Planning a trip to the Great Wall of China is always a gamble: will the AQI be ok, so you actually have a view? Will it be dry, but not too hot? Does it coincide with a major Chinese holiday you would want to avoid? How early are you willing to leave Beijing so you beat the traffic?
My last trip to the Great Wall while being a China resident proved to be one where the stars aligned. My boyfriend hadn’t yet been to the Great Wall so we wanted to have the experience together. I had been to the regular tourist spots of Badaling and Mutianyu before but hadn’t yet hiked the old part of the wall.
After asking my friends for recommendations, TuNga came back with John and his company Here is Beijing. John is a native Beijinger, a one-man operation and somebody who will guarantee you have a great time.
After exchanging some initial emails and wechats, we agreed on a price, a time and a route.
Setting off to Jiankou
After having landed in AQI 500 the previous night, we have low expectations for the day. However, after being picked up at our Hutong Hotel The Orchid (highly recommend staying here, book ahead!) the air continues to get better as we ascend into the mountains north of the mega city. Soon we are able to take off the masks and breathe less apocalyptically directly through the nose and mouth. We’re happily squeezed into the back of this old VW Santana – as John doesn’t fail to point: It has no seatbelts, but still obeys the law. (?!?! sure.. #TIC (This is China))
John takes us through tiny villages, up into rural China. We finally arrive at the beginning of the trail in Jiankou and after some instructions in excellent English and being equipped with a map (even being offered a phone) we set off. Of course, John also has drinks prepped for us and we had asked the hotel for a lunchbox.
Our hike starts at Xizhazi Village at around 9.30am – John estimates it will take us a solid 6 hours to hike to Mutianyu. Little does he know about the year of hiking that’s behind the both of us… cue Kilimanjaro. In any case- this is a different kind of adventure and instead of Pole, Pole we start out with a decent pace.
Arriving on Top of the Great Wall
After hiking on a narrow path through trees and steadily uphill, we arrive at the first watch tower that marks the Great Wall. We need to climb it and business oriented locals have build ladders that lead to the top and charge 5RMB per person and per ladder. John had made us aware here, thus it’s no big deal and after a small and friendly banter, we continue on.
The view from the top is one to behold. Blue skies and a seemingly endless wall stretch towards the horizon. We climb to the roof of the watchtower to savor the sight and cannot help but be utterly impressed at the endurance and building skills of the old Chinese.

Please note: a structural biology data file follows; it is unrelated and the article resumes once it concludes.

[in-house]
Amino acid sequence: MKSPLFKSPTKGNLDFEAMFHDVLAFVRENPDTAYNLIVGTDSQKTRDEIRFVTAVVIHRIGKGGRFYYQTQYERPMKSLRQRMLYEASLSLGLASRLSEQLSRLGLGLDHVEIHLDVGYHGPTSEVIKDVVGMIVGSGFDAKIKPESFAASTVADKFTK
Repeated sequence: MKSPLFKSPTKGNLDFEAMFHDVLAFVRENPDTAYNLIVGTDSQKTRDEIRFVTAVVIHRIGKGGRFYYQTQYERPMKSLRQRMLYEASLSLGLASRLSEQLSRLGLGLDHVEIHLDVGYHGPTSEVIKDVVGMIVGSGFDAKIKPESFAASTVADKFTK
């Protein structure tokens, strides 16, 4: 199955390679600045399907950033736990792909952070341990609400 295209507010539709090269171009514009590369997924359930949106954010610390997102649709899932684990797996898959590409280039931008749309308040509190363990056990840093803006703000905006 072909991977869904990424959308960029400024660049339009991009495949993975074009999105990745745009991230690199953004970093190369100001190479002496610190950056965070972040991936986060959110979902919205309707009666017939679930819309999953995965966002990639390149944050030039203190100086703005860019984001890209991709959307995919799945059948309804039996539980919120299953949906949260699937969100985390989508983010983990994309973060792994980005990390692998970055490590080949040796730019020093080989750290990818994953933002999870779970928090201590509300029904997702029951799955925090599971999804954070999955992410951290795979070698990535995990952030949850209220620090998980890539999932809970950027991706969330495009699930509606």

From here we cannot see our destination at Mutianyu, but at least there’s not getting lost: always follow the wall!
The Great Wall runs along the ridge of the mountains, so we are in a steady flow of climbing and descending. And steep doesn’t even begin to cover it. We are glad we opted for actual gear instead of just trainers and even though it’s early November, the crisp air and the sun feel pleasant – eventually it’s time to take off the insulation layer.
Prayer flags line the way at times. Then again the wall turns into rubble and the watchtowers have lost much of their substance to eager neighbors who needed supplies for their own homes. This is the kind of Great Wall experience I had been looking for.
Closing in on Mutianyu – Great Wall Tourist Gate
It’s just after lunch and the crowds grow denser. We are well ahead of schedule, yet now start taking our time, as we are not ready to share the Great Wall with masses of people. Mutianyu is one of the major gateways onto the Great Wall, thus it’s no surprise that we are starting to encounter the first tourists who are hiking in the opposite direction.
Eventually, we can’t avoid getting into the thick of it. Tranquility and awe are replaced by amusement and shock, seeing the typical hoards of tourists that flock together all over the country. The large groups in yellow ball caps as tell-tale signs they booked through the same travel company. The young (and old) ladies in heels, because heels are always a good idea. The selfie-stick lovers and the partner look couples. It’s a suitable end to a great hike – we decide to take the Tagalog back down into the valley and stop for some Mapo Tofu, Jiaozi, and my favorite Qiezi (braised eggplant in spicy garlic sauce), before giving John a call to take us back to Beijing.
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